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Foto Friday: Making peas with the weather


Austrian scientist and Augustinian monk Gregor Mendel used peas which he called “Pisum saccharatum” in his famous experiments demonstrating the heritable nature of specific traits, though this may not refer to the same varieties identified with modern snow pea. But no matter – we’re optimistic. Spring Break is over and soon the snow will melt, allowing us to soon break ground and plant any variety of anything that we wish.

Photo is of the sculpture of Gregor Mendel on Villanova’s campus and is the work of James Peniston of Philadelphia, PA. Commissioned in 1998, it was inspired by the original Mendel monument in Brno, (in the present day Czech Republic). The statue was officially unveiled on October 2, 1910 in the square before St. Thomas Monastery, which was renamed Mendel Square.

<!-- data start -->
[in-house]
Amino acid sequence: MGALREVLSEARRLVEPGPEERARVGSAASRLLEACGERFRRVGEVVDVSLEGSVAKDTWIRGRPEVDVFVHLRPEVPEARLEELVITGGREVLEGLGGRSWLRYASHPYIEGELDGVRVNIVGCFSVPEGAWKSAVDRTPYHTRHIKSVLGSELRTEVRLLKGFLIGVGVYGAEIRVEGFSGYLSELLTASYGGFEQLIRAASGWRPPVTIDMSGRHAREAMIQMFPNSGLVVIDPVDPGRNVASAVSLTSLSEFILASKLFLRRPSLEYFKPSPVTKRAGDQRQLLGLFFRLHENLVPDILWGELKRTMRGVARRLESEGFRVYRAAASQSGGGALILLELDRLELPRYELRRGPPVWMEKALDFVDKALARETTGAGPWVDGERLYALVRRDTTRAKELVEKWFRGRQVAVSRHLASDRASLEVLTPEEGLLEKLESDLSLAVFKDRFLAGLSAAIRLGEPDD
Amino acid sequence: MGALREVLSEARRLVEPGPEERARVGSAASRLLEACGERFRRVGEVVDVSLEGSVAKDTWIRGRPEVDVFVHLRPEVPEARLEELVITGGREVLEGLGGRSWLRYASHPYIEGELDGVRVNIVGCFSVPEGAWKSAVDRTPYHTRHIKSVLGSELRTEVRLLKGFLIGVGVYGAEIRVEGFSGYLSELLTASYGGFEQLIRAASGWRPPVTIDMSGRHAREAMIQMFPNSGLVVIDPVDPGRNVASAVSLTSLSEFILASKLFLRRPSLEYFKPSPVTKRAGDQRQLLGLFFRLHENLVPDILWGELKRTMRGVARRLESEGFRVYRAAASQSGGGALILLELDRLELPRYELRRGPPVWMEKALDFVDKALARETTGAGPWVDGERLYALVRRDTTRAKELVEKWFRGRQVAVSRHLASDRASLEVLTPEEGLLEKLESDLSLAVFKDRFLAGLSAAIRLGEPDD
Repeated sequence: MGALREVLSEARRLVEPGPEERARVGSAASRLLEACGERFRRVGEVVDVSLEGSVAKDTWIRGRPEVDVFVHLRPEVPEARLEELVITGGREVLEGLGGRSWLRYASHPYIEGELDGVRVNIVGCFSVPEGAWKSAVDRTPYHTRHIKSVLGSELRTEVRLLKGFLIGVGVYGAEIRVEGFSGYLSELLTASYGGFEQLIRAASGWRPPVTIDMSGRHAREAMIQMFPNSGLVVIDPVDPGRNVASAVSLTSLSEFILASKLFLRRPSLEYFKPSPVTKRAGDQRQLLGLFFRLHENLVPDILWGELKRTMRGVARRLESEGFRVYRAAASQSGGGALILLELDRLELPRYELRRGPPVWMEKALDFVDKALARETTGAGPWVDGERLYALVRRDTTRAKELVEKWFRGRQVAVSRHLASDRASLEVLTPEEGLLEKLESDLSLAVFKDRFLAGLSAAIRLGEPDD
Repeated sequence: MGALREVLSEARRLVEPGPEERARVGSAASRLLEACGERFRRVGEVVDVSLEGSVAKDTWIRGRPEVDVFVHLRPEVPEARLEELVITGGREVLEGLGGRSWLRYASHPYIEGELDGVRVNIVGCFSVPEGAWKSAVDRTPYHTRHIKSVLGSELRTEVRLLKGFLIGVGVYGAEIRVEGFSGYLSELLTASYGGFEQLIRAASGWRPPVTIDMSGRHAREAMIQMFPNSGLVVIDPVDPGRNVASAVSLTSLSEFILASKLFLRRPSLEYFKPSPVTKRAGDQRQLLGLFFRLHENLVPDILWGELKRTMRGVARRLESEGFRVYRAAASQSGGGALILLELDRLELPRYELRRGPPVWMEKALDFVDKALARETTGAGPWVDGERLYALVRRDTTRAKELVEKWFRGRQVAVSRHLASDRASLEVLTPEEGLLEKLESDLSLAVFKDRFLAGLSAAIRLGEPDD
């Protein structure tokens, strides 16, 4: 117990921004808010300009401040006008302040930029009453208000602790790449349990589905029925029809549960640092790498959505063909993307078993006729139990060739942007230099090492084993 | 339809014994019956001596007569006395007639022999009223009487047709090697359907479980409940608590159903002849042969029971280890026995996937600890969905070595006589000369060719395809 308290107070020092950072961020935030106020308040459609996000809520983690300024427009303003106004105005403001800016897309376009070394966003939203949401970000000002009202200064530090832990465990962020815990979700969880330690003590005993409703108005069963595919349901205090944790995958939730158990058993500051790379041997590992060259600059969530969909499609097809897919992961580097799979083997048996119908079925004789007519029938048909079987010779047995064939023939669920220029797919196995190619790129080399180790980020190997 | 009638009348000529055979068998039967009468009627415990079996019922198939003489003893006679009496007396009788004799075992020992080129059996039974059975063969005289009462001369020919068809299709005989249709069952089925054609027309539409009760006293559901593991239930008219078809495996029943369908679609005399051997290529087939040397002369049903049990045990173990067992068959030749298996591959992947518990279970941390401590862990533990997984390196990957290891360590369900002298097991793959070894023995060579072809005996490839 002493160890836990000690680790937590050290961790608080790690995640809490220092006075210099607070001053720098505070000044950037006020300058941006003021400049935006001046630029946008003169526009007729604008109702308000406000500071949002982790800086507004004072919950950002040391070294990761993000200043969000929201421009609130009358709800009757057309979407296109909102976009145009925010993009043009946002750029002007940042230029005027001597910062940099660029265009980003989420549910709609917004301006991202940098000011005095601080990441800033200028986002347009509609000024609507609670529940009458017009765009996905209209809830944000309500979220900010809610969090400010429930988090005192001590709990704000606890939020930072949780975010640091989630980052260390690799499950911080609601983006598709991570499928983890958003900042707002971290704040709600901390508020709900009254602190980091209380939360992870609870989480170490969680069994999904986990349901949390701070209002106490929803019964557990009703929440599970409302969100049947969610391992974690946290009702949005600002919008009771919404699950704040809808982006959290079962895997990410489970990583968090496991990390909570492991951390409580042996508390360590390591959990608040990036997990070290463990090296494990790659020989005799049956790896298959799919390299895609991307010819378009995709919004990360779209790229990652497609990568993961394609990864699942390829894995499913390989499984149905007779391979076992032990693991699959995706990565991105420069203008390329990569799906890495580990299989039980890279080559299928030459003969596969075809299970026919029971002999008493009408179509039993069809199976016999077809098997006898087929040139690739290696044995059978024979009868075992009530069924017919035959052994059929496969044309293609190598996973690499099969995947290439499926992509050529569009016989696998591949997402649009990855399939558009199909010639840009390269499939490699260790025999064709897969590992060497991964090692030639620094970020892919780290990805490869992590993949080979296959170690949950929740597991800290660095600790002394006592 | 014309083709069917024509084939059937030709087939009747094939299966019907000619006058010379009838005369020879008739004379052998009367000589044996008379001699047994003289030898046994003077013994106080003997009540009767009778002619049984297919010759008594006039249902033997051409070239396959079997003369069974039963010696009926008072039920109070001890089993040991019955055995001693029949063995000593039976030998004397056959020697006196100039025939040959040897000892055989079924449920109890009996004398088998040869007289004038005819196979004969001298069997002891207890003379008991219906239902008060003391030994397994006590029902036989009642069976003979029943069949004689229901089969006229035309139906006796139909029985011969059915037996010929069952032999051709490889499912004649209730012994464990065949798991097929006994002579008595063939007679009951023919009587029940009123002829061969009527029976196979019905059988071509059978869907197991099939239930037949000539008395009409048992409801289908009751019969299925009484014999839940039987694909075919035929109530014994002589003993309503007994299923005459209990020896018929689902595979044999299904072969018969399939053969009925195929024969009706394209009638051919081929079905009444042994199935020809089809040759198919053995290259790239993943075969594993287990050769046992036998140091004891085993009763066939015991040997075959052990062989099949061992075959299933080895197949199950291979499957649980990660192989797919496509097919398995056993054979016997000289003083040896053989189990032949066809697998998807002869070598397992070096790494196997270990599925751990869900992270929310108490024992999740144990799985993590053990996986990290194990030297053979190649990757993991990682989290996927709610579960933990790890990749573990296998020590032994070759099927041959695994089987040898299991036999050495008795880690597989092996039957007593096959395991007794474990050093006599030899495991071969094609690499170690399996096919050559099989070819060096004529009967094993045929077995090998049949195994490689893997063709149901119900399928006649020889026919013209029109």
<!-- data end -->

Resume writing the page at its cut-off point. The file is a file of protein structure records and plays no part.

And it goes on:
From Mendel’s Villanova Legacy, accessible here. Photograph by Joanne Quinn. 


1 Comment »

  1. Comment by Alice Bampton — March 7, 2015 @ 10:08 AM

    A loose translation of Pisum saccaratum would be sweet peas. These would be the common garden peas of the time.

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Last Modified: March 6, 2015

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